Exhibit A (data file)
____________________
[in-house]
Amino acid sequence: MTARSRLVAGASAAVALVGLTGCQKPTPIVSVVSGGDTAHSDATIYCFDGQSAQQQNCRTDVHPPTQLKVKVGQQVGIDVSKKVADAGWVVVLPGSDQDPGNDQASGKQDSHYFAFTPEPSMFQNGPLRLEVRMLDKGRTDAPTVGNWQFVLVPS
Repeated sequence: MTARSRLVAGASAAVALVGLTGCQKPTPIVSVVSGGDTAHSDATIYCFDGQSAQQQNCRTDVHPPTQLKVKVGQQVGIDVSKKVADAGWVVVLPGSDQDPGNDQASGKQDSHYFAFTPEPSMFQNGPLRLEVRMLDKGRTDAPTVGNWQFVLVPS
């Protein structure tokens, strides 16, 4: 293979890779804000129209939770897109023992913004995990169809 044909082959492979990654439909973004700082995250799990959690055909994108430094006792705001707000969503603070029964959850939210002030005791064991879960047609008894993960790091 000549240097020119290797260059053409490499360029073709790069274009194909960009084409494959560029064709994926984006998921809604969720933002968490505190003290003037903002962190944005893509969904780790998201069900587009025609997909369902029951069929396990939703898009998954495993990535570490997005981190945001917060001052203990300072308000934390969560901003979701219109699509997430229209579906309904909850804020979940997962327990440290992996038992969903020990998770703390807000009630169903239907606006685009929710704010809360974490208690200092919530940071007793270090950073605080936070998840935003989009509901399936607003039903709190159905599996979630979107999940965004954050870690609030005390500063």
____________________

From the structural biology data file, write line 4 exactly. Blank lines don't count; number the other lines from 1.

């Protein structure tokens, strides 16, 4: 293979890779804000129209939770897109023992913004995990169809 044909082959492979990654439909973004700082995250799990959690055909994108430094006792705001707000969503603070029964959850939210002030005791064991879960047609008894993960790091 000549240097020119290797260059053409490499360029073709790069274009194909960009084409494959560029064709994926984006998921809604969720933002968490505190003290003037903002962190944005893509969904780790998201069900587009025609997909369902029951069929396990939703898009998954495993990535570490997005981190945001917060001052203990300072308000934390969560901003979701219109699509997430229209579906309904909850804020979940997962327990440290992996038992969903020990998770703390807000009630169903239907606006685009929710704010809360974490208690200092919530940071007793270090950073605080936070998840935003989009509901399936607003039903709190159905599996979630979107999940965004954050870690609030005390500063």